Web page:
In 2011-2013, regulations will be tightened for non-road vehicles, via the application of Stage III-B standards in Europe. With state-of-the-art technology (high pressure common rail, cooled EGR), non-road diesel engines will require DPFs to control PM, as 90% reduction is requested with respect to STAGE III-A standards. Additional challenges may also foresee the obtainment of STAGE III-B standards with STAGE III-A engine technology, by means of retrofit systems for PM control. In that case, retrofit systems must furthermore guarantee simple control systems, and must be robust especially in terms of limited back pressure increase during normal operation. Moreover, retrofit systems must offer flexibility from the design point of view, in order to be correctly operated with several engines of same class, possibly characterized by totally different PM flow rates, temperature, NOx and O₂ availability.
Technical Paper

Metal Supported Particulate Matter-Cat, A Low Impact and Cost Effective Solution for a 1.3 Euro IV Diesel Engine

Modern Diesel Engines equipped with Common-Rail Direct Injection, EGR and optimized combustion technology have been proven to reduce dramatically engine raw emissions both in terms of Nox and Particulate Matter. As a matter of fact the recently introduced FIAT 1.3 JTD 4 Cylinder Engine achieves Euro 4 limits with aid of conventional 2-way oxidation catalyst. Nevertheless some special applications, such as platforms with relatively higher gross vehicle weight possibly yield to PM-related issues. The present paper deals with the development program carried out to design a cost effective aftertreatment solution in order to address particulate matter tailpipe emissions. The major constraint of this development program was the extremely challenging packaging conditions and the absolute demand to avoid any major impact on the system design. The flow-through metal supported PM Filter Catalyst has been extensively tested on the specific vehicle application with aid of roller bench setup.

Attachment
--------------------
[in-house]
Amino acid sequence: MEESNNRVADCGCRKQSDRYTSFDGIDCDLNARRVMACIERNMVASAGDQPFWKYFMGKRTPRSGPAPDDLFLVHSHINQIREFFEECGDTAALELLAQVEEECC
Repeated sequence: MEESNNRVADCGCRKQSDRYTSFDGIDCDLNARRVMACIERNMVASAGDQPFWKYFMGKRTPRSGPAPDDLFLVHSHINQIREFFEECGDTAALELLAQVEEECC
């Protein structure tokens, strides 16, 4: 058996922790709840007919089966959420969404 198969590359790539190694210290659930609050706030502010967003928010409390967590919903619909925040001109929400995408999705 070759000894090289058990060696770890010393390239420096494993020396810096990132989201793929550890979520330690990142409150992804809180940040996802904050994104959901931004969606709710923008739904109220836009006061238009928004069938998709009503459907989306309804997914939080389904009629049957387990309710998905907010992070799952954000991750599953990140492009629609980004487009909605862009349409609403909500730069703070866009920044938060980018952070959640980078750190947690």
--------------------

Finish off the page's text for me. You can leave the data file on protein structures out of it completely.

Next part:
Technical Paper

Innovative metal supported catalysts for EU V Diesel Engines

Future stringent emission levels for NOx and PM will lead to the introduction of innovative combustion processes for diesel engines, such as premixed combustion, with the results to enhance the engine out emission of HC and CO. Therefore very efficient oxidation catalyst will be needed to face this possible issue. This paper deals with the optimization of a EU IV exhaust system by means of innovative metal supported catalyst, as for example the Pre Turbo Catalyst and the Hybrid Catalyst in combination with dedicated catalyst coatings. Moreover a base study over the use of PM-Filter Catalyst has been made, to show the efficiency of such a device with EU IV engine calibration. The second part of the paper deals with the turbulent like structured foils substrates to have an even more efficient diesel oxidation catalyst with very high volumetric efficiency.
Technical Paper

Effects of Biodiesel Distillation Process of Waste Cooking Oil Blends on DPF Behavior